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FW de Klerk went to his grave with a chequered legacy, and no full accounting for apartheid

The imminence of death was the only thing that prompted his video apology 

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Nelson Mandela and FW de Klerk after being jointly awarded a Nobel Peace Prize in 1993. File picture by Jon Eeg/AP

Nelson Mandela and FW de Klerk after being jointly awarded a Nobel Peace Prize in 1993. File picture by Jon Eeg/AP

Nelson Mandela and his wife Winnie walking hand in hand after de Klerk was forced to release him in 1990 after 27 years in jail

Nelson Mandela and his wife Winnie walking hand in hand after de Klerk was forced to release him in 1990 after 27 years in jail

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Nelson Mandela and FW de Klerk after being jointly awarded a Nobel Peace Prize in 1993. File picture by Jon Eeg/AP

Frederik ‘FW’ de Klerk, apartheid’s last president, succumbed to cancer on Thursday at the age of 85, taking to his grave the last secrets of apartheid’s machinery.

The system was created to unleash a brutal war against black citizens in South Africa, and maintain the racial segregation whose patterns continue to beset the country today.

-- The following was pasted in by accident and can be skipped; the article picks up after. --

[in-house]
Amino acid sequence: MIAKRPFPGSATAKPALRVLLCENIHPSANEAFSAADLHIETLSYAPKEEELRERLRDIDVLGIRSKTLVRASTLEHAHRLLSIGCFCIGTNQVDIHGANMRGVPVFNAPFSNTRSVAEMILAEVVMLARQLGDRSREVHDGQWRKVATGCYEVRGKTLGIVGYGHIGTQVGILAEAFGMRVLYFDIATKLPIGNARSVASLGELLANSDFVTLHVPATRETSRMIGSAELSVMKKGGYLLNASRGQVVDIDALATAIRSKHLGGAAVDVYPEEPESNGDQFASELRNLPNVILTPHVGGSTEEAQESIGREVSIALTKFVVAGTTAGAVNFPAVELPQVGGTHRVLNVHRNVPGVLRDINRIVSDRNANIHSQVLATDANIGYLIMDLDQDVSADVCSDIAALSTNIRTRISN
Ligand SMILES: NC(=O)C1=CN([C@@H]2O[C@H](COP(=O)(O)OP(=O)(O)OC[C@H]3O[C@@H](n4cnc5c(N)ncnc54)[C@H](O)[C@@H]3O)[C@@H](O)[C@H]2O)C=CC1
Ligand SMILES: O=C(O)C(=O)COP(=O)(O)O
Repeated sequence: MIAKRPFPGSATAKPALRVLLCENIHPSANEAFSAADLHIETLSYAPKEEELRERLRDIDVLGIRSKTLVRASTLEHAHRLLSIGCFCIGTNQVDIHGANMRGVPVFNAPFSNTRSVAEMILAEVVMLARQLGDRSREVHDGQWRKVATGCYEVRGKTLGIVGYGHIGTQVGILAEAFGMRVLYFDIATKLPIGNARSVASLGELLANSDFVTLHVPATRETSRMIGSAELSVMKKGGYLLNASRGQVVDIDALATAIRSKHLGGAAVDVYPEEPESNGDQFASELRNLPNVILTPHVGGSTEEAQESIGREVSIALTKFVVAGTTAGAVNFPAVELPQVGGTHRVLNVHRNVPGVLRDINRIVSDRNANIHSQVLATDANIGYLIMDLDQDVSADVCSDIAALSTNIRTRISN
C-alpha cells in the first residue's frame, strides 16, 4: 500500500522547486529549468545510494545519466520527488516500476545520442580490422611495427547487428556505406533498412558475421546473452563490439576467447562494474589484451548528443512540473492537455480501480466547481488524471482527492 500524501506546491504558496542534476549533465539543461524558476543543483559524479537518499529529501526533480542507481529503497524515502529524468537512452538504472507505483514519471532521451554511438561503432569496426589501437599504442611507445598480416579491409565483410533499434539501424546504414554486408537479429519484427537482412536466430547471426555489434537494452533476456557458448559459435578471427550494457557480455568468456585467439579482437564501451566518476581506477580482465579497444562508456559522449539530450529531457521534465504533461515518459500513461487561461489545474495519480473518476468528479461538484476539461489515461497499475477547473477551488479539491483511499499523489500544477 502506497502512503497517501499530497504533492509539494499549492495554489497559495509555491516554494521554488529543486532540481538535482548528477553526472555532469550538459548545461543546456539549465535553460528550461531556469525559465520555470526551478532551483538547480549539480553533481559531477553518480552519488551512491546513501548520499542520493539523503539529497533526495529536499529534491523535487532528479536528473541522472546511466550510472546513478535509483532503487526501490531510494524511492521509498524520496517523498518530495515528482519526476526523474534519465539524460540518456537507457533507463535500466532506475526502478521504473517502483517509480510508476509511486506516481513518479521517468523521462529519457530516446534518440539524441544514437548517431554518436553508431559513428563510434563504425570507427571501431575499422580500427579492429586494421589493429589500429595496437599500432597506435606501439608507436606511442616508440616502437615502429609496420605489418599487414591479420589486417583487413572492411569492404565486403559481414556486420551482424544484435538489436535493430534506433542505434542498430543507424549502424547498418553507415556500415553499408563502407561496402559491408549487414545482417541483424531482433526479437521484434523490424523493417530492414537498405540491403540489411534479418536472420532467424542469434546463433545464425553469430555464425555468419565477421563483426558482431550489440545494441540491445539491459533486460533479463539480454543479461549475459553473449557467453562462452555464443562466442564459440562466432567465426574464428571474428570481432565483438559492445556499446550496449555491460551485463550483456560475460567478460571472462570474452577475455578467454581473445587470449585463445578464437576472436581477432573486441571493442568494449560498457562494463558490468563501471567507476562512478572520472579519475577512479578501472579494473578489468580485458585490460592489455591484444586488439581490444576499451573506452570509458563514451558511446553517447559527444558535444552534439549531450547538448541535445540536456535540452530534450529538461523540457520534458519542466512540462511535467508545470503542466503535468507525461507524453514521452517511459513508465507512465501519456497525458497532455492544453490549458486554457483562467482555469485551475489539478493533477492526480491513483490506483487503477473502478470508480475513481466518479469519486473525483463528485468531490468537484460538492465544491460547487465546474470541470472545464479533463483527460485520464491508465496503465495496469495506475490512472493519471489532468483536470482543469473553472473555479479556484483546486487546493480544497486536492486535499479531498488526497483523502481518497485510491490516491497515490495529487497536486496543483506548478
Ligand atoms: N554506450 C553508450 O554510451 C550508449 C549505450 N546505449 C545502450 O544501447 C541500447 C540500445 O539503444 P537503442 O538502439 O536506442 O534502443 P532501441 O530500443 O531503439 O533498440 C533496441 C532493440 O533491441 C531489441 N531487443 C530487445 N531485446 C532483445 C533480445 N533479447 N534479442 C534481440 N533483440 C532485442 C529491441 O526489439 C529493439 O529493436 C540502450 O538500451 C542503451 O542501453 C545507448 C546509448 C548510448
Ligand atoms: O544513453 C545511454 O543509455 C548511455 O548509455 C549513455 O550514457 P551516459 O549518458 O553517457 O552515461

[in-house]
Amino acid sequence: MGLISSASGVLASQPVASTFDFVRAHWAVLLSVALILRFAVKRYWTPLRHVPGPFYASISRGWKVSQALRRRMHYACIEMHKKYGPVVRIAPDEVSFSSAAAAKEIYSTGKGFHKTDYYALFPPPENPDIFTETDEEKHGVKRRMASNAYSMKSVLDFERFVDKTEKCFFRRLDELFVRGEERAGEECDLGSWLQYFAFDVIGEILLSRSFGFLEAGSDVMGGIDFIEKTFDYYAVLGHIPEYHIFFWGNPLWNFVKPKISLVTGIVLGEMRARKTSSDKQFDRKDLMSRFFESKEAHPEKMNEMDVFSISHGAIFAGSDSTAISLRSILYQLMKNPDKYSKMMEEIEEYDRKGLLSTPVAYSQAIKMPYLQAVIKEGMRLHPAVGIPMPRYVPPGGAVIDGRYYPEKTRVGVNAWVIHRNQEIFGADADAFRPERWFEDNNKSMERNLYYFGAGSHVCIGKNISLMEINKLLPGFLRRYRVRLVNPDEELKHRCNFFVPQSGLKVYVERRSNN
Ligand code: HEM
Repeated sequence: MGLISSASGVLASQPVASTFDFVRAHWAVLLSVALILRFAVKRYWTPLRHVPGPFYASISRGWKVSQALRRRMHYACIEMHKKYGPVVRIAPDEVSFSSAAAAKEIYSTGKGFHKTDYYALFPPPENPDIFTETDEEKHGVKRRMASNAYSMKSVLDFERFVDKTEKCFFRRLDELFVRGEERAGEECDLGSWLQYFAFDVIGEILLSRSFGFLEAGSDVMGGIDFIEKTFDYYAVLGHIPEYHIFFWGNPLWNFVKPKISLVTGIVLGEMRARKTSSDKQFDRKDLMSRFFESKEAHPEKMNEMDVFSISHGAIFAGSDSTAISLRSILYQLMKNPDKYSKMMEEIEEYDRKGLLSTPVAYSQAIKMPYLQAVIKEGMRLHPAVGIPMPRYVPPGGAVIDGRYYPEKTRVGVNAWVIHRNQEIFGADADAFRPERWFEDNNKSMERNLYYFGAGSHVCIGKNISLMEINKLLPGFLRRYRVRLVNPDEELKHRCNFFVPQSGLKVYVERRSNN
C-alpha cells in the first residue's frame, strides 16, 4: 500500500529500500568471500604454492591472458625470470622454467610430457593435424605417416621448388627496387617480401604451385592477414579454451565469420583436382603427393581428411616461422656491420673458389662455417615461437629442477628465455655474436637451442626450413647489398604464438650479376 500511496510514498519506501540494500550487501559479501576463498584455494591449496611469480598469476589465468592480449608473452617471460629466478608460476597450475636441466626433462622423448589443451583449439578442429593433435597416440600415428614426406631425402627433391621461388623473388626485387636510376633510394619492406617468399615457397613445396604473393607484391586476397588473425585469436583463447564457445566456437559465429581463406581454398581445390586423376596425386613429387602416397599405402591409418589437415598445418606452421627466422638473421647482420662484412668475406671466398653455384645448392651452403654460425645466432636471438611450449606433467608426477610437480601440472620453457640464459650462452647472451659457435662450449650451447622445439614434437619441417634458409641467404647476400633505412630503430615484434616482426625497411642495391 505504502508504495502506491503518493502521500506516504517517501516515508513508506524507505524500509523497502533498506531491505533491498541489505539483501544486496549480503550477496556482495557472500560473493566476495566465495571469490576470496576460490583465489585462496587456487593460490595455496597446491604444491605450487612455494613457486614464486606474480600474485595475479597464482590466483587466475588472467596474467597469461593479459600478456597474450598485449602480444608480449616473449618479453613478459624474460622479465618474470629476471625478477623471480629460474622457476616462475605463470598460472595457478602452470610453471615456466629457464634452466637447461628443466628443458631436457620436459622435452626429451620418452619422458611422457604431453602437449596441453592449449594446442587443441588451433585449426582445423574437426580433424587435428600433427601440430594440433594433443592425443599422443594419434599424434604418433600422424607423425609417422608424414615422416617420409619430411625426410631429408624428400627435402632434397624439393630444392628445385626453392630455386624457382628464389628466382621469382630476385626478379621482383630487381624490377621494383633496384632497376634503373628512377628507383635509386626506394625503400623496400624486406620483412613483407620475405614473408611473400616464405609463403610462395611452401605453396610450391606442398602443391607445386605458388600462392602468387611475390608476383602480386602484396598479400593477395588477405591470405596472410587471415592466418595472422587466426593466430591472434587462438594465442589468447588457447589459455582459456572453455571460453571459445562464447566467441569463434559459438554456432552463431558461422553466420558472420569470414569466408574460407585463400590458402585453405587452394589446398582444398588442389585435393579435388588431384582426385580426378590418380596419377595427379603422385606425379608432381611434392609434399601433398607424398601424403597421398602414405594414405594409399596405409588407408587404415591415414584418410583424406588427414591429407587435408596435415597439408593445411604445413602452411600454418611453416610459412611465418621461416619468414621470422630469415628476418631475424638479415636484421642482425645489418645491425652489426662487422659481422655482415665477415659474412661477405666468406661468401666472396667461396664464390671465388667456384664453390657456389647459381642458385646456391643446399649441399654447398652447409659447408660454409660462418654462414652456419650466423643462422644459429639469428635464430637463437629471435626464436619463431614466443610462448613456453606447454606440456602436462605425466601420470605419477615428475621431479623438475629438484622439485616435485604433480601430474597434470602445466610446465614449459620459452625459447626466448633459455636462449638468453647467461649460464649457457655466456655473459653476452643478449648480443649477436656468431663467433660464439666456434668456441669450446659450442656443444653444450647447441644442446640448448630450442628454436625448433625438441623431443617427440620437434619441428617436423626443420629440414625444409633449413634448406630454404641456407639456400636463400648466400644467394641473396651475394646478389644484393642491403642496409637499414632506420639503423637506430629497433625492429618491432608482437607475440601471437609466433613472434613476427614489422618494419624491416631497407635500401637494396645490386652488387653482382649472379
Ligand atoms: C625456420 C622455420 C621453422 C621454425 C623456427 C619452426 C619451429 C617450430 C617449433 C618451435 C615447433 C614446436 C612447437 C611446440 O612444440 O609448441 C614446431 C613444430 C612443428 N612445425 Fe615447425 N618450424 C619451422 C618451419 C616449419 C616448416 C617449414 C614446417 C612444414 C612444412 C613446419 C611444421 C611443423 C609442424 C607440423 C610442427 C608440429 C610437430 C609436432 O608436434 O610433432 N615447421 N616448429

We cannot report on Frederik de Klerk’s demise without reckoning with his role in nearly sabotaging South Africa’s democratic project and derailing the path to inclusion. It may be hard to fathom that the man who freed Nelson Mandela and shared the Nobel Prize with him was simultaneously a tactical survivalist — a true son and later elder of right-wing Afrikaans Calvinism.

Rather than detract from his complicated legacy, this invites us to reflect on the Damascus moment that saw him boldly legalise South Africa’s liberation movements, release Mandela from 27 years of unjust imprisonment, and begin negotiations that finally led to the country’s current democratic dispensation  with all its flaws.

Apartheid’s rulers and beneficiaries accused de Klerk of betraying the white minority and handing the country over to the black majority. For him, it was a small price to pay in exchange for the accolades of being an international statesman who answered when the winds of change beckoned.

De Klerk did not free Mandela because of an impulse for democracy, inclusion and non-racism. A strong proponent of apartheid (he preferred the euphemism "separate development”), he was also a pragmatic man who recognised his state was at war and could not endure international pressure and isolation anymore.

For two decades before 1994, internal resistance grew, mandatory sanctions stifled the South African economy, and the brutality of the racist white regime toward black citizens was reported on and televised. South Africa, virtually bankrupt and ungovernable, had entrenched its place as the pariah of the world.